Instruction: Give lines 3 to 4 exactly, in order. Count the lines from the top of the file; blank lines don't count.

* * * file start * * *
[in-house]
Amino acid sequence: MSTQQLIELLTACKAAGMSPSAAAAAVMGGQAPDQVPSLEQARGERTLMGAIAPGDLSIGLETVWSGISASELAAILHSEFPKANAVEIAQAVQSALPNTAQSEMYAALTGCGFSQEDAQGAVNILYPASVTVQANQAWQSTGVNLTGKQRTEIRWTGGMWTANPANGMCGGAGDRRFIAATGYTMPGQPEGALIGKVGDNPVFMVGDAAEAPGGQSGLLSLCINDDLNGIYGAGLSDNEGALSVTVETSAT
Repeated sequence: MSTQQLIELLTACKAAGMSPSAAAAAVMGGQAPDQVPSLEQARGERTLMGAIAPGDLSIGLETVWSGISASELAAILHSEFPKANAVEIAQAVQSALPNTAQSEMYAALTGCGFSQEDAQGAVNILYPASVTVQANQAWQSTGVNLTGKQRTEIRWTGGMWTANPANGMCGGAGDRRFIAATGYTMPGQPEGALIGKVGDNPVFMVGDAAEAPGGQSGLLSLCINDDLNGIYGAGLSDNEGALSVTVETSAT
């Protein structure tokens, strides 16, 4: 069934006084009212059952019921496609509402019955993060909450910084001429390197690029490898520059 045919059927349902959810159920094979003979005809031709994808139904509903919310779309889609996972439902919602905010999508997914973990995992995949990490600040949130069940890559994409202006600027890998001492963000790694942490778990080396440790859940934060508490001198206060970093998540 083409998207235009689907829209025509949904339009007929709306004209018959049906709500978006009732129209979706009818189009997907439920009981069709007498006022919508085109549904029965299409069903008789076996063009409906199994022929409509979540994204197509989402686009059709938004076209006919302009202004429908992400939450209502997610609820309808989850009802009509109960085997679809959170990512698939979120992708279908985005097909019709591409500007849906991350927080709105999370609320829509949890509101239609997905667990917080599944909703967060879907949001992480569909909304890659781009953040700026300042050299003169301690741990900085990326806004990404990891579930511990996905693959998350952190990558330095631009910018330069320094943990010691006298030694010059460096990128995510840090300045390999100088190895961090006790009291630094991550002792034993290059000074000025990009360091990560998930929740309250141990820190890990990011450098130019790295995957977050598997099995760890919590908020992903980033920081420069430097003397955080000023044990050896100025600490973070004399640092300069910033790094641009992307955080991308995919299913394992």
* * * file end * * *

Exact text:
Repeated sequence: MSTQQLIELLTACKAAGMSPSAAAAAVMGGQAPDQVPSLEQARGERTLMGAIAPGDLSIGLETVWSGISASELAAILHSEFPKANAVEIAQAVQSALPNTAQSEMYAALTGCGFSQEDAQGAVNILYPASVTVQANQAWQSTGVNLTGKQRTEIRWTGGMWTANPANGMCGGAGDRRFIAATGYTMPGQPEGALIGKVGDNPVFMVGDAAEAPGGQSGLLSLCINDDLNGIYGAGLSDNEGALSVTVETSAT
């Protein structure tokens, strides 16, 4: 069934006084009212059952019921496609509402019955993060909450910084001429390197690029490898520059 045919059927349902959810159920094979003979005809031709994808139904509903919310779309889609996972439902919602905010999508997914973990995992995949990490600040949130069940890559994409202006600027890998001492963000790694942490778990080396440790859940934060508490001198206060970093998540 083409998207235009689907829209025509949904339009007929709306004209018959049906709500978006009732129209979706009818189009997907439920009981069709007498006022919508085109549904029965299409069903008789076996063009409906199994022929409509979540994204197509989402686009059709938004076209006919302009202004429908992400939450209502997610609820309808989850009802009509109960085997679809959170990512698939979120992708279908985005097909019709591409500007849906991350927080709105999370609320829509949890509101239609997905667990917080599944909703967060879907949001992480569909909304890659781009953040700026300042050299003169301690741990900085990326806004990404990891579930511990996905693959998350952190990558330095631009910018330069320094943990010691006298030694010059460096990128995510840090300045390999100088190895961090006790009291630094991550002792034993290059000074000025990009360091990560998930929740309250141990820190890990990011450098130019790295995957977050598997099995760890919590908020992903980033920081420069430097003397955080000023044990050896100025600490973070004399640092300069910033790094641009992307955080991308995919299913394992």